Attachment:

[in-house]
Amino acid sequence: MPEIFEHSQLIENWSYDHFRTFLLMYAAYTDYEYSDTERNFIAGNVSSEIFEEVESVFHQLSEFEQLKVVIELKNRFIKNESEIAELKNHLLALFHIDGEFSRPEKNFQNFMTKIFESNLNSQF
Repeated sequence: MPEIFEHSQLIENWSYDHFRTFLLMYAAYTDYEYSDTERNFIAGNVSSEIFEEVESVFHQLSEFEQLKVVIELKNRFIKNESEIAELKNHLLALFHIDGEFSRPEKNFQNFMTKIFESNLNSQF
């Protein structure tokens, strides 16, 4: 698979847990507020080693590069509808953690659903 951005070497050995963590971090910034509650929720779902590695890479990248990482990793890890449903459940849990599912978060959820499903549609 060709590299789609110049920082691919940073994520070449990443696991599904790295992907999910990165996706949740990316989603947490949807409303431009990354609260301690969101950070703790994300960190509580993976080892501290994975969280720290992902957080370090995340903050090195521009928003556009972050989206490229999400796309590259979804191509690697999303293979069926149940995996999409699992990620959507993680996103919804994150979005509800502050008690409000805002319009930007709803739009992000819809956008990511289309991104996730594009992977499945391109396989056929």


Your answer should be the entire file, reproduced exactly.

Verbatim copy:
[in-house]
Amino acid sequence: MPEIFEHSQLIENWSYDHFRTFLLMYAAYTDYEYSDTERNFIAGNVSSEIFEEVESVFHQLSEFEQLKVVIELKNRFIKNESEIAELKNHLLALFHIDGEFSRPEKNFQNFMTKIFESNLNSQF
Repeated sequence: MPEIFEHSQLIENWSYDHFRTFLLMYAAYTDYEYSDTERNFIAGNVSSEIFEEVESVFHQLSEFEQLKVVIELKNRFIKNESEIAELKNHLLALFHIDGEFSRPEKNFQNFMTKIFESNLNSQF
């Protein structure tokens, strides 16, 4: 698979847990507020080693590069509808953690659903 951005070497050995963590971090910034509650929720779902590695890479990248990482990793890890449903459940849990599912978060959820499903549609 060709590299789609110049920082691919940073994520070449990443696991599904790295992907999910990165996706949740990316989603947490949807409303431009990354609260301690969101950070703790994300960190509580993976080892501290994975969280720290992902957080370090995340903050090195521009928003556009972050989206490229999400796309590259979804191509690697999303293979069926149940995996999409699992990620959507993680996103919804994150979005509800502050008690409000805002319009930007709803739009992000819809956008990511289309991104996730594009992977499945391109396989056929």